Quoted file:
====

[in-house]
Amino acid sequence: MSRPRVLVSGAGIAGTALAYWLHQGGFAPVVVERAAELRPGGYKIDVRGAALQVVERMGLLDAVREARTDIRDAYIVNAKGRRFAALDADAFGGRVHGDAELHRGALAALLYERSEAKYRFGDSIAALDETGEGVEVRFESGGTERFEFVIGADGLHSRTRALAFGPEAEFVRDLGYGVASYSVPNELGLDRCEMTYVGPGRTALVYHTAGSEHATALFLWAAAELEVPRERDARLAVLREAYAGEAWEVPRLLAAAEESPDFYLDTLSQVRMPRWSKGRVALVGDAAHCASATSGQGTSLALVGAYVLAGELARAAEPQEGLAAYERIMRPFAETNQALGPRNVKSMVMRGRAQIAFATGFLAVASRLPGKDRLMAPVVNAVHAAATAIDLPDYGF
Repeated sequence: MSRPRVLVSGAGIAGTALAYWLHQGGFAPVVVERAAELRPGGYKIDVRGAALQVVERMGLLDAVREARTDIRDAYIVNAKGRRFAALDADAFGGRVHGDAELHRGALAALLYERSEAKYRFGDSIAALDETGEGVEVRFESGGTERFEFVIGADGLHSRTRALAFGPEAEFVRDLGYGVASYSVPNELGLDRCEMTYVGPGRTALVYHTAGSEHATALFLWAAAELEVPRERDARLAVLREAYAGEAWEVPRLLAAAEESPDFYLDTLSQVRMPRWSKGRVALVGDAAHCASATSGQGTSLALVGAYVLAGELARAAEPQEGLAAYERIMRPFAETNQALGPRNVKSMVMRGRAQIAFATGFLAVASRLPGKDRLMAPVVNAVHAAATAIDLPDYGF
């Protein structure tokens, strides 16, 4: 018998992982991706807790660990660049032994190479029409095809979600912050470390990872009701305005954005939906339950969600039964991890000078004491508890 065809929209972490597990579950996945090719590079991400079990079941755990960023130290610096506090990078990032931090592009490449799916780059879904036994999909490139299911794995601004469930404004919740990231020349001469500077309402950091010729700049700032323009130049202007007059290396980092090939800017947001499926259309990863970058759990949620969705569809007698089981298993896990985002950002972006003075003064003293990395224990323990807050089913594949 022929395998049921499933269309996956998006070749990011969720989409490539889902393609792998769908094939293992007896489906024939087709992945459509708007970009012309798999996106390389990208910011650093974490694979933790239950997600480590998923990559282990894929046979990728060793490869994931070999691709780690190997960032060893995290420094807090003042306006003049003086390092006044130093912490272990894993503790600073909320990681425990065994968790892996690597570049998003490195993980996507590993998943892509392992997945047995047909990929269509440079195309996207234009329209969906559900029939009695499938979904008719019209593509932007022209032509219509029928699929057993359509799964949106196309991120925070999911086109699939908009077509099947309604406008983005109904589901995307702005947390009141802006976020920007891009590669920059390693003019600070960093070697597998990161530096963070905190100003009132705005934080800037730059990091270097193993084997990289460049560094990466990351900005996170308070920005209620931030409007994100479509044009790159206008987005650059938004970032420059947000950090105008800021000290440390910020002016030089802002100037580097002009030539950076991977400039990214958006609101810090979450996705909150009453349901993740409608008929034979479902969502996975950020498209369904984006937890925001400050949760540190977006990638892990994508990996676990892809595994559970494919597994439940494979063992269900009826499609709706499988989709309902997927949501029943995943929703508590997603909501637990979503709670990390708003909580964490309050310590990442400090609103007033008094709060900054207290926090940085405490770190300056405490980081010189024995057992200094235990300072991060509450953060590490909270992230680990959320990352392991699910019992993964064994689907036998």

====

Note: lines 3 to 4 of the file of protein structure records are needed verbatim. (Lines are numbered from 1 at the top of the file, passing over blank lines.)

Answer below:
Repeated sequence: MSRPRVLVSGAGIAGTALAYWLHQGGFAPVVVERAAELRPGGYKIDVRGAALQVVERMGLLDAVREARTDIRDAYIVNAKGRRFAALDADAFGGRVHGDAELHRGALAALLYERSEAKYRFGDSIAALDETGEGVEVRFESGGTERFEFVIGADGLHSRTRALAFGPEAEFVRDLGYGVASYSVPNELGLDRCEMTYVGPGRTALVYHTAGSEHATALFLWAAAELEVPRERDARLAVLREAYAGEAWEVPRLLAAAEESPDFYLDTLSQVRMPRWSKGRVALVGDAAHCASATSGQGTSLALVGAYVLAGELARAAEPQEGLAAYERIMRPFAETNQALGPRNVKSMVMRGRAQIAFATGFLAVASRLPGKDRLMAPVVNAVHAAATAIDLPDYGF
């Protein structure tokens, strides 16, 4: 018998992982991706807790660990660049032994190479029409095809979600912050470390990872009701305005954005939906339950969600039964991890000078004491508890 065809929209972490597990579950996945090719590079991400079990079941755990960023130290610096506090990078990032931090592009490449799916780059879904036994999909490139299911794995601004469930404004919740990231020349001469500077309402950091010729700049700032323009130049202007007059290396980092090939800017947001499926259309990863970058759990949620969705569809007698089981298993896990985002950002972006003075003064003293990395224990323990807050089913594949 022929395998049921499933269309996956998006070749990011969720989409490539889902393609792998769908094939293992007896489906024939087709992945459509708007970009012309798999996106390389990208910011650093974490694979933790239950997600480590998923990559282990894929046979990728060793490869994931070999691709780690190997960032060893995290420094807090003042306006003049003086390092006044130093912490272990894993503790600073909320990681425990065994968790892996690597570049998003490195993980996507590993998943892509392992997945047995047909990929269509440079195309996207234009329209969906559900029939009695499938979904008719019209593509932007022209032509219509029928699929057993359509799964949106196309991120925070999911086109699939908009077509099947309604406008983005109904589901995307702005947390009141802006976020920007891009590669920059390693003019600070960093070697597998990161530096963070905190100003009132705005934080800037730059990091270097193993084997990289460049560094990466990351900005996170308070920005209620931030409007994100479509044009790159206008987005650059938004970032420059947000950090105008800021000290440390910020002016030089802002100037580097002009030539950076991977400039990214958006609101810090979450996705909150009453349901993740409608008929034979479902969502996975950020498209369904984006937890925001400050949760540190977006990638892990994508990996676990892809595994559970494919597994439940494979063992269900009826499609709706499988989709309902997927949501029943995943929703508590997603909501637990979503709670990390708003909580964490309050310590990442400090609103007033008094709060900054207290926090940085405490770190300056405490980081010189024995057992200094235990300072991060509450953060590490909270992230680990959320990352392991699910019992993964064994689907036998």